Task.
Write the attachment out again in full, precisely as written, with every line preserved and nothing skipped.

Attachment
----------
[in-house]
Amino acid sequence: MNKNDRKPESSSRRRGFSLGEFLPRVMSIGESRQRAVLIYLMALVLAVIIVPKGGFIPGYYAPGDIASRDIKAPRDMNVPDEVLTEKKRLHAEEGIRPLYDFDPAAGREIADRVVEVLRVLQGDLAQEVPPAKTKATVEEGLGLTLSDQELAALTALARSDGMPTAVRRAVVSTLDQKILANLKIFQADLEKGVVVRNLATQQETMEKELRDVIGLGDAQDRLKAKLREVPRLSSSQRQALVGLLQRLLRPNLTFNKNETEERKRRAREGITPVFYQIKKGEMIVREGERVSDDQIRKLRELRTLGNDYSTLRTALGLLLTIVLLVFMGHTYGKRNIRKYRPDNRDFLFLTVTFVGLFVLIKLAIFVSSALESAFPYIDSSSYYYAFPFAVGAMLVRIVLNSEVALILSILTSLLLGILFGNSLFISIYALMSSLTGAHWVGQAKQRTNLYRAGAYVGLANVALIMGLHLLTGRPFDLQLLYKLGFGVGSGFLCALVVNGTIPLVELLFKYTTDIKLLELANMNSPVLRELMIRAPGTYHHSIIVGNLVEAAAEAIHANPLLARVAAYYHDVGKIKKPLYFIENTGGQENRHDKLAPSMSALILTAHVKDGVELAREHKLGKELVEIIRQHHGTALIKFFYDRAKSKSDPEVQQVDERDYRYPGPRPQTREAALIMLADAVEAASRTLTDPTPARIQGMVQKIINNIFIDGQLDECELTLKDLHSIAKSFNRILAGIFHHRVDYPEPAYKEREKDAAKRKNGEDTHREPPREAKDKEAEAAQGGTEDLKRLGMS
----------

[in-house]
Amino acid sequence: MNKNDRKPESSSRRRGFSLGEFLPRVMSIGESRQRAVLIYLMALVLAVIIVPKGGFIPGYYAPGDIASRDIKAPRDMNVPDEVLTEKKRLHAEEGIRPLYDFDPAAGREIADRVVEVLRVLQGDLAQEVPPAKTKATVEEGLGLTLSDQELAALTALARSDGMPTAVRRAVVSTLDQKILANLKIFQADLEKGVVVRNLATQQETMEKELRDVIGLGDAQDRLKAKLREVPRLSSSQRQALVGLLQRLLRPNLTFNKNETEERKRRAREGITPVFYQIKKGEMIVREGERVSDDQIRKLRELRTLGNDYSTLRTALGLLLTIVLLVFMGHTYGKRNIRKYRPDNRDFLFLTVTFVGLFVLIKLAIFVSSALESAFPYIDSSSYYYAFPFAVGAMLVRIVLNSEVALILSILTSLLLGILFGNSLFISIYALMSSLTGAHWVGQAKQRTNLYRAGAYVGLANVALIMGLHLLTGRPFDLQLLYKLGFGVGSGFLCALVVNGTIPLVELLFKYTTDIKLLELANMNSPVLRELMIRAPGTYHHSIIVGNLVEAAAEAIHANPLLARVAAYYHDVGKIKKPLYFIENTGGQENRHDKLAPSMSALILTAHVKDGVELAREHKLGKELVEIIRQHHGTALIKFFYDRAKSKSDPEVQQVDERDYRYPGPRPQTREAALIMLADAVEAASRTLTDPTPARIQGMVQKIINNIFIDGQLDECELTLKDLHSIAKSFNRILAGIFHHRVDYPEPAYKEREKDAAKRKNGEDTHREPPREAKDKEAEAAQGGTEDLKRLGMS